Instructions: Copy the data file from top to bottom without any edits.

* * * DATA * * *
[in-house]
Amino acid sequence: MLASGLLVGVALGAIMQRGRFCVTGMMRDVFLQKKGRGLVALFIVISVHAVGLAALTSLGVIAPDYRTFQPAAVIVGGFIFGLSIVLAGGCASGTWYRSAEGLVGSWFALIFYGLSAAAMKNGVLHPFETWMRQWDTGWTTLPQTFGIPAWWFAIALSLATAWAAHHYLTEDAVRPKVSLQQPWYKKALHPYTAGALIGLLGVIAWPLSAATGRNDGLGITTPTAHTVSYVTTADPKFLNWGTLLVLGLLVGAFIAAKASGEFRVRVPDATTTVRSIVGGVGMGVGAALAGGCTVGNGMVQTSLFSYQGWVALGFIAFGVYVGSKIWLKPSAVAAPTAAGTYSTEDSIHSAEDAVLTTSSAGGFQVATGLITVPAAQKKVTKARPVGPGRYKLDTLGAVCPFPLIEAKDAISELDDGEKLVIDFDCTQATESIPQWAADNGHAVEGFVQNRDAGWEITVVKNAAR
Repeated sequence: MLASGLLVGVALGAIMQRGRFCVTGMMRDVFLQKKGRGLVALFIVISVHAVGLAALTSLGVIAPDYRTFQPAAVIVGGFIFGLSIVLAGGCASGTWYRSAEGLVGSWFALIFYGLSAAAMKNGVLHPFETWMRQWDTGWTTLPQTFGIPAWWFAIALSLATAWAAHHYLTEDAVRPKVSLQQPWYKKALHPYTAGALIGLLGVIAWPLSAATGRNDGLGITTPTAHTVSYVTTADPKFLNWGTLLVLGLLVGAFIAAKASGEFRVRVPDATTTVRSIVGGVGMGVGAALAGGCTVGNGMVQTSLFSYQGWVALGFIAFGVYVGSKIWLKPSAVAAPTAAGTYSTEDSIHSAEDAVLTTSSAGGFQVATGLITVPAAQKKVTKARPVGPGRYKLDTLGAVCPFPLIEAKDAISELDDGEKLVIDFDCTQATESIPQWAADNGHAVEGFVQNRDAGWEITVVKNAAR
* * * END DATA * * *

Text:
[in-house]
Amino acid sequence: MLASGLLVGVALGAIMQRGRFCVTGMMRDVFLQKKGRGLVALFIVISVHAVGLAALTSLGVIAPDYRTFQPAAVIVGGFIFGLSIVLAGGCASGTWYRSAEGLVGSWFALIFYGLSAAAMKNGVLHPFETWMRQWDTGWTTLPQTFGIPAWWFAIALSLATAWAAHHYLTEDAVRPKVSLQQPWYKKALHPYTAGALIGLLGVIAWPLSAATGRNDGLGITTPTAHTVSYVTTADPKFLNWGTLLVLGLLVGAFIAAKASGEFRVRVPDATTTVRSIVGGVGMGVGAALAGGCTVGNGMVQTSLFSYQGWVALGFIAFGVYVGSKIWLKPSAVAAPTAAGTYSTEDSIHSAEDAVLTTSSAGGFQVATGLITVPAAQKKVTKARPVGPGRYKLDTLGAVCPFPLIEAKDAISELDDGEKLVIDFDCTQATESIPQWAADNGHAVEGFVQNRDAGWEITVVKNAAR
Repeated sequence: MLASGLLVGVALGAIMQRGRFCVTGMMRDVFLQKKGRGLVALFIVISVHAVGLAALTSLGVIAPDYRTFQPAAVIVGGFIFGLSIVLAGGCASGTWYRSAEGLVGSWFALIFYGLSAAAMKNGVLHPFETWMRQWDTGWTTLPQTFGIPAWWFAIALSLATAWAAHHYLTEDAVRPKVSLQQPWYKKALHPYTAGALIGLLGVIAWPLSAATGRNDGLGITTPTAHTVSYVTTADPKFLNWGTLLVLGLLVGAFIAAKASGEFRVRVPDATTTVRSIVGGVGMGVGAALAGGCTVGNGMVQTSLFSYQGWVALGFIAFGVYVGSKIWLKPSAVAAPTAAGTYSTEDSIHSAEDAVLTTSSAGGFQVATGLITVPAAQKKVTKARPVGPGRYKLDTLGAVCPFPLIEAKDAISELDDGEKLVIDFDCTQATESIPQWAADNGHAVEGFVQNRDAGWEITVVKNAAR